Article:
Features and Flaws, Flaws and Features, Maybe it’s all one and the same?

I LOVE toggling the worlds of corporate America and empire building: leading talent management in the technology industry and applying my light in our universe to coaching.  I truly consider it a blessing! I am literally ALWAYS learning, and for me, the best thing about learning is not being smarter, wiser, better. It’s actually sharing what I’ve learned with others not just so they can be smarter, wiser and better, but so their light also gets elevated for impact and inspiration!

One of the product area VPs I partner with asked for a meeting with me so we could dig deeper into some org design work this week.  We’d started a few weeks ago and now it was time to follow-up with some execution points. Of course, we’ve already hit a few hiccups to our original plan because….well….people! So, we were honing deeper into some of the requirements of a few new opportunities we’re digging into on the business side and how we leverage the teams most effectively for impact and truly lead in our space.  At one point, he shared what he had shared with a few direct reports that were addressing an interpersonal dynamic that had come up,

“but what they don’t understand is that that very dynamic on the team is actually one of their best features, not a bug.  It not only serves the work but if they could just see that it serves everyone on that team too, the impact would be truly immeasurable.”

Whoa! Whoa! Whoa! Whoa! Whoa!

Now, I’m not true techie (eg engineer/designer) but that spoke so many different things to me.  Essentially, what I understand is that a feature is basically a code that performs a specific action.  For example, speed dial is a feature (ok, duh, I know). It performs the specific action of calling someone via this way instead of having to actually dial that person’s full phone number.  

Now, a bug is whatever in the code would allow that feature to work, not actually being input correctly and as a result when you hit speed dial, it either does nothing or….say something crazy like takes a screenshot.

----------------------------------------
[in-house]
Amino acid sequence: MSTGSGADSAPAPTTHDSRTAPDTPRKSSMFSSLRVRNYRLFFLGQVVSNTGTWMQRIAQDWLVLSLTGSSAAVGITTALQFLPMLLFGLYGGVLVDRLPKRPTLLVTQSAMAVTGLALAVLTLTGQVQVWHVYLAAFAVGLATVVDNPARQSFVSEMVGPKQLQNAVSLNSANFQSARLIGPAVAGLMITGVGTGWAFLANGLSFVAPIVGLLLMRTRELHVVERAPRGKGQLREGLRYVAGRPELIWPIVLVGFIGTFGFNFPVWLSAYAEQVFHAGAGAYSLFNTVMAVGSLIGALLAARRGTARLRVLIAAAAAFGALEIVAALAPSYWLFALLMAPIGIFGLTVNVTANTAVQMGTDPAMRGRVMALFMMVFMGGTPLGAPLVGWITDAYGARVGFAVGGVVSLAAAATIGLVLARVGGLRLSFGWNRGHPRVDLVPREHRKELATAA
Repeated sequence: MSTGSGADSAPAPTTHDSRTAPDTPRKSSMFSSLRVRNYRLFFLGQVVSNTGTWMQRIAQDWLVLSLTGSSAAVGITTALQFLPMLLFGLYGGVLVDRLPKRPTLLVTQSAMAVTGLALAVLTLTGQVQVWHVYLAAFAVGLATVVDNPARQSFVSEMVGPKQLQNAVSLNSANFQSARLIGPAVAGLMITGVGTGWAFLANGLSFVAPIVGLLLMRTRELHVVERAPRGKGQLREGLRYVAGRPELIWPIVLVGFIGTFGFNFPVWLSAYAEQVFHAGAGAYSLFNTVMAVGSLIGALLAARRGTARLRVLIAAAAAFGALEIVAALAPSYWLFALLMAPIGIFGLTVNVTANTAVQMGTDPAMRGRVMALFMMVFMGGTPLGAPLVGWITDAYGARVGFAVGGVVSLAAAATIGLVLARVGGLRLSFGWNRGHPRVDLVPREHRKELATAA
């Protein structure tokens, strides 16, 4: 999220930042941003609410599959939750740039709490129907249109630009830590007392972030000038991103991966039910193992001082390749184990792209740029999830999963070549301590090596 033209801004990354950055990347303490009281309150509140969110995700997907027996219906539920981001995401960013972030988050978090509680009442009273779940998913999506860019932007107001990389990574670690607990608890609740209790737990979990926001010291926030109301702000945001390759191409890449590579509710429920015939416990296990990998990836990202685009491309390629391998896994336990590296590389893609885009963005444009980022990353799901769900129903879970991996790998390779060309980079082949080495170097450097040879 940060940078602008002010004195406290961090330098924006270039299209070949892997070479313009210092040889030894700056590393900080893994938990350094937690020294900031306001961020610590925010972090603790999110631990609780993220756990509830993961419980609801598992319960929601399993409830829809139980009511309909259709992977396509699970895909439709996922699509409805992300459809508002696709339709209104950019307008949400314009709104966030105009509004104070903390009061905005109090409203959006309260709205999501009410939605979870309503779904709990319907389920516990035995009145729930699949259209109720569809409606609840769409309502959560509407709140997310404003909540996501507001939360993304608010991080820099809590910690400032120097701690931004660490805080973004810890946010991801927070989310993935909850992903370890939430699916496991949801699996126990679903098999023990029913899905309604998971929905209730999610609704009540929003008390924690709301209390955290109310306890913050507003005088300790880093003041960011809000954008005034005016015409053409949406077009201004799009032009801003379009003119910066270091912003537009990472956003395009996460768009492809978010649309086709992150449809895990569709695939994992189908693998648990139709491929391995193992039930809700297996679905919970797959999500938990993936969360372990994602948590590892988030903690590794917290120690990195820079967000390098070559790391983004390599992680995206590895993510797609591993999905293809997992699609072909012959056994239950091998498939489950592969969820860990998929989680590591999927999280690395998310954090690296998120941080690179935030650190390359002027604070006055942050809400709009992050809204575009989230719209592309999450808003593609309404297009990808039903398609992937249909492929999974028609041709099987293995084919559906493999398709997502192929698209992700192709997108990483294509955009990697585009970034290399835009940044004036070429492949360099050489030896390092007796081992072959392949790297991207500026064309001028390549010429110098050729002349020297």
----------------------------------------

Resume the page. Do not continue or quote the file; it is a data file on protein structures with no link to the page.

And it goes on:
For most of us, generally speaking, if something doesn’t work, it’s easier to just go get something new and replace what isn’t actually working.  An engineer, however, takes on the challenge to go through and debug, finding the error in the source of the code that is leading to the bug, fix it and facilitate the feature getting back to normal, performing it’s specific action.  

Now, imagine if instead of taking that route, the focus was just on the bug….

it doesn’t work

it’s not doing what I want it to do

it’s so frustrating

it’s not letting me get done what I want to do

and so on and so on and so on.  Stand still. No progress. And just a major adult tantrum with nothing else going on, looking at the whole as flawed and therefore worthless.  

Again, I’m sure there’s much more behind all of this and I’m taking some serious license in my explanation here but as it relates to us, I see this translating to the things we get caught up on as features gone bad, if you will, and get stuck in what we then call flaws.  A few that I often hear from my clients as their coach are:

  • I procrastinate
  • I daydream A LOT
  • I don’t put myself first and end up prioritizing everyone else
  • I’m horrible at time management
  • I don’t have the confidence to do x, y, or z
  • I’m just not that disciplined
  • I don’t do the best job of appreciating my husband

Now, those of us who identify with any of these could just accept that we’re procrastinators……we let our daydreams be the best part of of our days….we continue to prioritize everyone else because, and one client actually said this, “well, I guess that’s just what it means to be a wife and a mother, right?”….we could just accept that constant mode of letting time manage us…wallow in our lack of self-confidence, envying others who are more confident than us to be daring, bold, and fabulously fierce…allow the impact of having no discipline to take shape and just accept weight gain, health issues, disorder, interpersonal frustrations, hope and pray that our spouse doesn’t just go seek appreciation elsewhere (yup, real talk here).

You know what engineers do?  They go to the bug….investigate the flaw.  My understanding of that process (thanks to Google search results) is the following: